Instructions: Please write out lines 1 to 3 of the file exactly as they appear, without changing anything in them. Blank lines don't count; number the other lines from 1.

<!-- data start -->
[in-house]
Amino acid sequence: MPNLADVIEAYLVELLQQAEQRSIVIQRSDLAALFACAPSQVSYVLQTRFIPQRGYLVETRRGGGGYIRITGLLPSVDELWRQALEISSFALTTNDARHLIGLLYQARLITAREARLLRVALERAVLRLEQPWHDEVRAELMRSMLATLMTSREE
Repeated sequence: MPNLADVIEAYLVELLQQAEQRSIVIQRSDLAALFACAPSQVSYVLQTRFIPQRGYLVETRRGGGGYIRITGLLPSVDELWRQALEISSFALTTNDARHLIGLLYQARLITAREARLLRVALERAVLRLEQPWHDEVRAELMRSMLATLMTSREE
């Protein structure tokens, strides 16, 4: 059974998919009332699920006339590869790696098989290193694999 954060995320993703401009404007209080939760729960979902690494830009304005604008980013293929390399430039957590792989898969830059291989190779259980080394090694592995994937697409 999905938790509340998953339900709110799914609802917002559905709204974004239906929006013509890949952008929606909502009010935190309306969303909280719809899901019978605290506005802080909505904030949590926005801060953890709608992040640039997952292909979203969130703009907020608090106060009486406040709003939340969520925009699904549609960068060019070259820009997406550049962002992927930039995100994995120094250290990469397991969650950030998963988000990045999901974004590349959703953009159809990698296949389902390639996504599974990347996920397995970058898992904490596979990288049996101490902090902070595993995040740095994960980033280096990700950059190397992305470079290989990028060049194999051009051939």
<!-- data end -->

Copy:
[in-house]
Amino acid sequence: MPNLADVIEAYLVELLQQAEQRSIVIQRSDLAALFACAPSQVSYVLQTRFIPQRGYLVETRRGGGGYIRITGLLPSVDELWRQALEISSFALTTNDARHLIGLLYQARLITAREARLLRVALERAVLRLEQPWHDEVRAELMRSMLATLMTSREE
Repeated sequence: MPNLADVIEAYLVELLQQAEQRSIVIQRSDLAALFACAPSQVSYVLQTRFIPQRGYLVETRRGGGGYIRITGLLPSVDELWRQALEISSFALTTNDARHLIGLLYQARLITAREARLLRVALERAVLRLEQPWHDEVRAELMRSMLATLMTSREE